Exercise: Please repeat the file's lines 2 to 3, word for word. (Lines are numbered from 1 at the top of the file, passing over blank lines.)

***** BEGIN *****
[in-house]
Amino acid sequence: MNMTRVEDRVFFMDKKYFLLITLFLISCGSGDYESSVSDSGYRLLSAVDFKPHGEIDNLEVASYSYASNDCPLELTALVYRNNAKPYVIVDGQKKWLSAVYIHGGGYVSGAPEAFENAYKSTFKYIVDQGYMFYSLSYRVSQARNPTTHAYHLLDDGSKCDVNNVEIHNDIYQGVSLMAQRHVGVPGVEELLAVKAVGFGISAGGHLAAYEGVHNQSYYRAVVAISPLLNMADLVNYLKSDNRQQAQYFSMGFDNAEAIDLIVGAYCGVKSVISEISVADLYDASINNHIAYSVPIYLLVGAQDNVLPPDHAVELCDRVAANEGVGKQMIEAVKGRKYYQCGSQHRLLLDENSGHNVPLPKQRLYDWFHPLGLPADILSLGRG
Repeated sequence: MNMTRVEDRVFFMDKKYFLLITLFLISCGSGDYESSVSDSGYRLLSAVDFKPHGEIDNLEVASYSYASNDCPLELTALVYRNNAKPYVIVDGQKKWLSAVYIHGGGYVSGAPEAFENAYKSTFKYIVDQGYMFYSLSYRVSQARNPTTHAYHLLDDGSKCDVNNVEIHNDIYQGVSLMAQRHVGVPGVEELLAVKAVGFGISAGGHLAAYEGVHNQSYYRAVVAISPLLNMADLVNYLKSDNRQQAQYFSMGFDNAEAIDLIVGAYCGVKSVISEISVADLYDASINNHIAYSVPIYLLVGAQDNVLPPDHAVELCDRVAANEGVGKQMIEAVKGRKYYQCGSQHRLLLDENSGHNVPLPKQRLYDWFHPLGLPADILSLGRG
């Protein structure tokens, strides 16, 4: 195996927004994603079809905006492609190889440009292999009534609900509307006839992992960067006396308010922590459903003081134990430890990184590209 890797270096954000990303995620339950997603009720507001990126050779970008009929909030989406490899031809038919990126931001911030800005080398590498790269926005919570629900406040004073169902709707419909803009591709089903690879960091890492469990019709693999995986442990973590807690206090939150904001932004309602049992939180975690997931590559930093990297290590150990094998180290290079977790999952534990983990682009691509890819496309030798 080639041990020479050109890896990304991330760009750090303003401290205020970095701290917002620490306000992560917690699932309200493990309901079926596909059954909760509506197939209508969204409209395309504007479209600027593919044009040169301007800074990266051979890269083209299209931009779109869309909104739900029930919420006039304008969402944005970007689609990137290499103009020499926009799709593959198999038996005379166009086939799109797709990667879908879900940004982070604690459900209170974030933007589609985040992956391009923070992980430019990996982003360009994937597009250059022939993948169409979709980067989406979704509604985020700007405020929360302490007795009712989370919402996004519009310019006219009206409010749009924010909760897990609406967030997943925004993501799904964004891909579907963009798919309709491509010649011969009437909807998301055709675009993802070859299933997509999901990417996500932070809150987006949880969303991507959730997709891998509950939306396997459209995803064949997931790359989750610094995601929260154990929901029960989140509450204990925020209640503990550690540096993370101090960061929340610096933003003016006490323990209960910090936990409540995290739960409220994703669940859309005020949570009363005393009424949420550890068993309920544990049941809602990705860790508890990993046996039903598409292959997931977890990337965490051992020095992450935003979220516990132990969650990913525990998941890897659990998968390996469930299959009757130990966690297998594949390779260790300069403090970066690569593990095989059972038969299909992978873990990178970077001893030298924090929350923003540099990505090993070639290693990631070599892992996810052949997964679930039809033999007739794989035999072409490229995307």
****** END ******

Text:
Amino acid sequence: MNMTRVEDRVFFMDKKYFLLITLFLISCGSGDYESSVSDSGYRLLSAVDFKPHGEIDNLEVASYSYASNDCPLELTALVYRNNAKPYVIVDGQKKWLSAVYIHGGGYVSGAPEAFENAYKSTFKYIVDQGYMFYSLSYRVSQARNPTTHAYHLLDDGSKCDVNNVEIHNDIYQGVSLMAQRHVGVPGVEELLAVKAVGFGISAGGHLAAYEGVHNQSYYRAVVAISPLLNMADLVNYLKSDNRQQAQYFSMGFDNAEAIDLIVGAYCGVKSVISEISVADLYDASINNHIAYSVPIYLLVGAQDNVLPPDHAVELCDRVAANEGVGKQMIEAVKGRKYYQCGSQHRLLLDENSGHNVPLPKQRLYDWFHPLGLPADILSLGRG
Repeated sequence: MNMTRVEDRVFFMDKKYFLLITLFLISCGSGDYESSVSDSGYRLLSAVDFKPHGEIDNLEVASYSYASNDCPLELTALVYRNNAKPYVIVDGQKKWLSAVYIHGGGYVSGAPEAFENAYKSTFKYIVDQGYMFYSLSYRVSQARNPTTHAYHLLDDGSKCDVNNVEIHNDIYQGVSLMAQRHVGVPGVEELLAVKAVGFGISAGGHLAAYEGVHNQSYYRAVVAISPLLNMADLVNYLKSDNRQQAQYFSMGFDNAEAIDLIVGAYCGVKSVISEISVADLYDASINNHIAYSVPIYLLVGAQDNVLPPDHAVELCDRVAANEGVGKQMIEAVKGRKYYQCGSQHRLLLDENSGHNVPLPKQRLYDWFHPLGLPADILSLGRG